Highland Bank

Highland Bank

For the Wall family, communication is key to running a family business and weathering economic challenges.

The financial crisis that began in 2007 hit St. Michael–based Highland Bank hard. Real estate lending had long been a mainstay for the small family-owned bank. At one point, there were fears that Highland itself would go out of business because the losses were so huge, says John Wall, one of the three family members who own Highland. “It was bad all the way around,” he recalls. “It was bad to see our valued customers just kind of hopeless.”

Highlights at Highland

Taking vacation
Each year, the Walls take a family trip where business discussions are off-limits. That wasn’t always the case, though; Rick Wall says the vacations used to be a mix of “business and fun.” To keep family bonds strong, the Walls now leave all business discussions at home or in the boardroom. Highland Bank execs also meet separately at five annual board meetings.

Broadening business
Since the financial downturn in the late aughts, Highland has broadened its scope of business beyond real estate lending. Rick Wall says the company is now a “business lending generalist” with a more balanced portfolio, which includes small business lending.

Loans, deposits continue to grow
As of December 2018, Highland Bank counted nearly $400 million in total deposits, up from $360 million in 2014. The amount of total loans has been on the rise, too, growing nearly $100 million over the same time period.

But the Wall family, which has owned and operated the bank for more than four decades, pulled together and pushed through. During the recession, family members began weekly phone calls to talk through issues as they arose. They looked for ways to help get customers back on track. And they had to make some tough choices to get by.

“Things were unstable, and we were trying to talk through everything rather than piecemealing information,” says Rick Wall, Highland’s CEO since 2000. The tradition of weekly phone calls has continued to this day. It’s emblematic of how the family approaches business challenges—by communicating and problem-solving, not finger-pointing. Today, Highland has more than $530 million in assets and five locations in the Twin Cities metro area.

As a community bank, Highland Bank has served a number of family businesses over the years; Rick Wall has seen some of those companies begin to break down when they’ve started infighting. The Walls have taken great care to keep family functions separate from business ones. That has likely helped Highland weather its most difficult challenges over the years. Rick’s sister, Elizabeth Wall Lee, vice president of acquisitions with the Wall Cos., says that her brother always “kept a cool head and kept everybody together.” In her view, Rick Wall was a big reason Highland Bank weathered the Great Recession.

“I credit Rick with keeping the family together,” says Lee, who was appointed bank director in 2008. “He explored every avenue, and he had to make a lot of tough decisions.”

Established in 1943, Highland Bank remains focused on business lending. Real estate lending is still a key part of the bank’s portfolio, along with commercial loans and government-backed loans. The U.S. Small Business Administration (SBA) has named Highland a “preferred lender,” which helps high-volume lenders fast-track approval of government-issued loans to small businesses. In August, the SBA honored Highland for the highest participation in SBA-backed loan programs among lenders with $500 million to $1 billion in assets. Aside from business lending, Highland also works in consumer banking.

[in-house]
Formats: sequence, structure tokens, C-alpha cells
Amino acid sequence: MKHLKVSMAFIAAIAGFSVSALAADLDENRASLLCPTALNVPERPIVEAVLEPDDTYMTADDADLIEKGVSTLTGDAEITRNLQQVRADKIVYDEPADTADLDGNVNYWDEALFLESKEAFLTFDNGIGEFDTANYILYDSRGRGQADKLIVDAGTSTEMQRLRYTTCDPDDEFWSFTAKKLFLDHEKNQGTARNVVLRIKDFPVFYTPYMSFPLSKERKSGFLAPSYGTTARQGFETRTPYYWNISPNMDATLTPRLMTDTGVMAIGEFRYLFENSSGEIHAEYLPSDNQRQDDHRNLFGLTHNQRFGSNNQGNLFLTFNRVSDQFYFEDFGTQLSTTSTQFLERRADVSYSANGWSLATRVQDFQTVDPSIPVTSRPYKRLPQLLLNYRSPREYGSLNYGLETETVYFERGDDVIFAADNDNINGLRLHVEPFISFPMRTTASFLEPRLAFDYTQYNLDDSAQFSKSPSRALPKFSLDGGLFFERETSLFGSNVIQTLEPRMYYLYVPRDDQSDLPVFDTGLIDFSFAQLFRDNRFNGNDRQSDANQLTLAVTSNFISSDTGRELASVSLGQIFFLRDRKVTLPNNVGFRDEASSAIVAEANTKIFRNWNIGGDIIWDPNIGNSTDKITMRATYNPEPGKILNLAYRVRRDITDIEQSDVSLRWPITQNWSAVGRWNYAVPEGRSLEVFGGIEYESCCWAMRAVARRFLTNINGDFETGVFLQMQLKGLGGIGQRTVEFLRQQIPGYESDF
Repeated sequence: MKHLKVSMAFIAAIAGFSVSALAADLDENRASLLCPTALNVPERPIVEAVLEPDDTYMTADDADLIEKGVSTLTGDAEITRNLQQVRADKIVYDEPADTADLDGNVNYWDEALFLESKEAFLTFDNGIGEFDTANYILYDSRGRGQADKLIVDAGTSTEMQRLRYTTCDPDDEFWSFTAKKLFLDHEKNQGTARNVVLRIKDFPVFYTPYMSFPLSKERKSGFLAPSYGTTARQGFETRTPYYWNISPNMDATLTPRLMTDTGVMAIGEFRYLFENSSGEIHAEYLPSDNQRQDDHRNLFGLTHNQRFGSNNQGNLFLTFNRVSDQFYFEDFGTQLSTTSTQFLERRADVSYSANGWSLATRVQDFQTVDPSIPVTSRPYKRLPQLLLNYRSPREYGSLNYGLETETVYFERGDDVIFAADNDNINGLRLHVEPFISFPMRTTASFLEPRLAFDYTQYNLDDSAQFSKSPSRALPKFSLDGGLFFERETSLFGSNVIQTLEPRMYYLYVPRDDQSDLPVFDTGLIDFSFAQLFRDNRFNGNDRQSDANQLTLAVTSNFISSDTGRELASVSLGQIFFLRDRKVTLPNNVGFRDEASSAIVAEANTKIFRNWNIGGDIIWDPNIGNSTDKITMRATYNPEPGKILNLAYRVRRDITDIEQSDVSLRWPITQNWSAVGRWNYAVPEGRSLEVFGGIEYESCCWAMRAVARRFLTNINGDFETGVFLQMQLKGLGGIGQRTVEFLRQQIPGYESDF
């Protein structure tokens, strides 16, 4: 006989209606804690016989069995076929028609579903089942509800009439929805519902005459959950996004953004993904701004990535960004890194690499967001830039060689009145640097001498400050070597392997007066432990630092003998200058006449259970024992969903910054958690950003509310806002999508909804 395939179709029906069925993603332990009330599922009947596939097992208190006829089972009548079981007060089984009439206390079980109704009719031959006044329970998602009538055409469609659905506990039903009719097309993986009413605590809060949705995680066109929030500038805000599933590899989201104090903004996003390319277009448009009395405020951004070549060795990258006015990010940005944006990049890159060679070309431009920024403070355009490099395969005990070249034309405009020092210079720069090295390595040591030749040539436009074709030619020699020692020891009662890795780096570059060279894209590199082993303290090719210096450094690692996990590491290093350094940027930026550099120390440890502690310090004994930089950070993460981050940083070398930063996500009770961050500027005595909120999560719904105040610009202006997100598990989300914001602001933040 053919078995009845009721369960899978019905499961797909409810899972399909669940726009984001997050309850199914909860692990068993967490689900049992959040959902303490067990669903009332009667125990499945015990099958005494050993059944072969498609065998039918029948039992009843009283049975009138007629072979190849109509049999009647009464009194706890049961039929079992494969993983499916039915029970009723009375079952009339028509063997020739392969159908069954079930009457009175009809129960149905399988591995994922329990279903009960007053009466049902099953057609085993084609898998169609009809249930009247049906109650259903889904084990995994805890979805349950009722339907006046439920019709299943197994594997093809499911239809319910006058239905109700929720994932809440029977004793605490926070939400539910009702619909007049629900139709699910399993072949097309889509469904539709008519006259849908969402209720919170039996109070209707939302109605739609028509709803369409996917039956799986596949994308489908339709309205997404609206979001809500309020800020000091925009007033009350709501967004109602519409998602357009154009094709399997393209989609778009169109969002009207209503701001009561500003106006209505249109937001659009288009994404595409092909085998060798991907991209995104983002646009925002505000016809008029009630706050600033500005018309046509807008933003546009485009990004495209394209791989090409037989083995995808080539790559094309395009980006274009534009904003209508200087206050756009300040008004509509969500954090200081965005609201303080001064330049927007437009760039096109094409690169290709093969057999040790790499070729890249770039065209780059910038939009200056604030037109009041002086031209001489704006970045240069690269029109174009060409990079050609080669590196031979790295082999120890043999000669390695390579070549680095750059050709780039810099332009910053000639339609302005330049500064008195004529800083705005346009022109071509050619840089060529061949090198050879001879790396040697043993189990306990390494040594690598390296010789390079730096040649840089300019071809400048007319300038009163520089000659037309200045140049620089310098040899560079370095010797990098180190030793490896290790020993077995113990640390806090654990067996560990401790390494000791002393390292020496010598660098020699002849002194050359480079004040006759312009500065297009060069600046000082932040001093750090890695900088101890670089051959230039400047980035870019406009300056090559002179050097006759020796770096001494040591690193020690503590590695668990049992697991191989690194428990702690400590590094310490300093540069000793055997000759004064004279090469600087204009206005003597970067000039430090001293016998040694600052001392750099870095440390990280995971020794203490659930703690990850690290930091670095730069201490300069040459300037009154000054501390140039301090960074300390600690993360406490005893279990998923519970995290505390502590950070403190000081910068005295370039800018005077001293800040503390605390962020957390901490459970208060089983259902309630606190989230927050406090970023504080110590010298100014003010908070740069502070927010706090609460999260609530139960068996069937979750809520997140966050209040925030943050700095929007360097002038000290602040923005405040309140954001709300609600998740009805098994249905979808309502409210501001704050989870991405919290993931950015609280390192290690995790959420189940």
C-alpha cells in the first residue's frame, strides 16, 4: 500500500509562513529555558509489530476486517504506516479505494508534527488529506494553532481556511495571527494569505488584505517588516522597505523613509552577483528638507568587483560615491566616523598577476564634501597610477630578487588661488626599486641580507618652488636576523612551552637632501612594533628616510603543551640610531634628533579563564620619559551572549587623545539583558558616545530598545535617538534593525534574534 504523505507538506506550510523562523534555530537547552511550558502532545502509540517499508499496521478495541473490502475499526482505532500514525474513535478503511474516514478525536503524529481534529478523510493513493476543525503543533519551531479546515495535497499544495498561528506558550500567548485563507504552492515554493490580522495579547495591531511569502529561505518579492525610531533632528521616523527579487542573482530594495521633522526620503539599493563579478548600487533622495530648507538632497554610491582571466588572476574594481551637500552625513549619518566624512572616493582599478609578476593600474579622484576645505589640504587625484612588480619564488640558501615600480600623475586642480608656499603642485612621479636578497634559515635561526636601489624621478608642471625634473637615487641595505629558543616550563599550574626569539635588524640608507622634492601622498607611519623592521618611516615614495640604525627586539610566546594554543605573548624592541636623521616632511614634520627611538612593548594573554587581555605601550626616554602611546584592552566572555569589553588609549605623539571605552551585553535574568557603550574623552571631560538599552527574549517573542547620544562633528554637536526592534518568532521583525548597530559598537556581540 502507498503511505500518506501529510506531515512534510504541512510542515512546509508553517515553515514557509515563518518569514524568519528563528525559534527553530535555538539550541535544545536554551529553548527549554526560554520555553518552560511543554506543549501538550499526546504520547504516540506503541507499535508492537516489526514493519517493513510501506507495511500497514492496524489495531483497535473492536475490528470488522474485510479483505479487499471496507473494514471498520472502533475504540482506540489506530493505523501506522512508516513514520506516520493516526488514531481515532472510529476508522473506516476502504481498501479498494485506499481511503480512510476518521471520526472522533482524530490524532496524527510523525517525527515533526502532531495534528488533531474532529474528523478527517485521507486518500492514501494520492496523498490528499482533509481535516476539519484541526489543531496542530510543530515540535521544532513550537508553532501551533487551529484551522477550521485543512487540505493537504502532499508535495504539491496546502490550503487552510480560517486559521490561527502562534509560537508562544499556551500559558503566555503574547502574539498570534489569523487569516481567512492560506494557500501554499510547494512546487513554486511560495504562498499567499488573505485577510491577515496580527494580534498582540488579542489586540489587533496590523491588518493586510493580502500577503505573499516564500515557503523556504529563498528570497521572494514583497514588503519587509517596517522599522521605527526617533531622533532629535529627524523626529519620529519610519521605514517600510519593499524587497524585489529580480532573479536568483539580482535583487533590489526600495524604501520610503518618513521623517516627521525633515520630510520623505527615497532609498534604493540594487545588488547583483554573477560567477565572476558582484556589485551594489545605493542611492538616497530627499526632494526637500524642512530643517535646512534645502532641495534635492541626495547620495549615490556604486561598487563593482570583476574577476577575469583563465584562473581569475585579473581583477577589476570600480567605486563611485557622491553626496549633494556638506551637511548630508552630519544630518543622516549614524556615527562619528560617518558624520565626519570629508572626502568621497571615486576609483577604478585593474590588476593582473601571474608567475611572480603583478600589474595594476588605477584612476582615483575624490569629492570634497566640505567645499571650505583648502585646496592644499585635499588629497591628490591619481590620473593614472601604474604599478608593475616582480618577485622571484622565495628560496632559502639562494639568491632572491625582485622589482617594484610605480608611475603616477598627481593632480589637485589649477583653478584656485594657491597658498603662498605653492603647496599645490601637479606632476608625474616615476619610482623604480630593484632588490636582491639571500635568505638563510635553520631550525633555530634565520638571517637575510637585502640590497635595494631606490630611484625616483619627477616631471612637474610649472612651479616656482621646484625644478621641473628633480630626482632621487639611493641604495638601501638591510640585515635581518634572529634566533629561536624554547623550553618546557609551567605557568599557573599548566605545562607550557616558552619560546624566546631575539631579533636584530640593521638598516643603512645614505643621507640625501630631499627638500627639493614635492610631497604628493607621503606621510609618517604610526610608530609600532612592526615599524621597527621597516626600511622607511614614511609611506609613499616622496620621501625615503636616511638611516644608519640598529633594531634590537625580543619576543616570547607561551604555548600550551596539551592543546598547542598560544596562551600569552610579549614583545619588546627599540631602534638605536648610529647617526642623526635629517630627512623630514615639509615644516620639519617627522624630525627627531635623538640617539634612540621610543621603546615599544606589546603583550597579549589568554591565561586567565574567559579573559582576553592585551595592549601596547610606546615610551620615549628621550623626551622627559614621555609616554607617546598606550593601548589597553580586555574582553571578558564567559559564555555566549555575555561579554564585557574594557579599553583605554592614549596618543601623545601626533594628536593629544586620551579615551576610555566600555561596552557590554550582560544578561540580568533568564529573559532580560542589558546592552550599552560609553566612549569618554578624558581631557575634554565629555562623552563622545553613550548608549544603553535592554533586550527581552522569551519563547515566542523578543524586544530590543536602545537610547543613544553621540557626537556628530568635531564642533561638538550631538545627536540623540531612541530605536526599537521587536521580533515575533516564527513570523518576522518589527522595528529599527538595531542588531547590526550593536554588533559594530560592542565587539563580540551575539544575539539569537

Rick Wall’s father, Fred, took sole ownership of the bank in the mid-1970s. Highland has remained in the Wall family ever since. In 1995, Highland merged with Security Bank Northwest, which had offices in St. Michael and Maple Grove. Later the bank acquired Ridgedale State Bank, adding a branch in Minnetonka.

Fred and Alice Wall

The family has instituted an internship program to help integrate new family members, if they’re interested. The program is designed to give interns a taste of the bank’s inner workings, from financial analysis to customer service. But the Walls emphasize that family members aren’t obligated or expected to join the bank when their internship is done. In fact, it’s the opposite: Interns are encouraged to go out into the world and get some other work experience before coming back.

Take John Wall. He interned with the bank in the early 1980s before taking a job with Pillsbury. That role led him to Fresno, Calif., where he launched a construction business with a friend. He didn’t sign on as a Highland Bank board member until 1997.

“If you’re working in family business, there’s always concern there may be favoritism in one way or another,” says Rick, who was appointed chairmain of the board in 2014. “We’re hoping that by building a career yourself that you’ll have confidence and know you’re moving forward because you earned it, not because it was given.”

Alice and Fred Wall with kids (from left) Elizabeth Wall Lee, John Wall, Rick Wall

Meanwhile, customer service remains a top priority for the Walls, and observers have taken notice. The bank has earned a Top 20 designation from Independent Banker three times. Last year, Highland received the Minnesota Keystone Honored Company award from the Minneapolis Regional Chamber for its charitable giving and community contributions.

In Rick Wall’s view, it all boils down to the benefits of banking with a small, family-owned business. “We sit down and listen, and that’s important to businesses,” he adds. “Our money is the same color as the big banks.”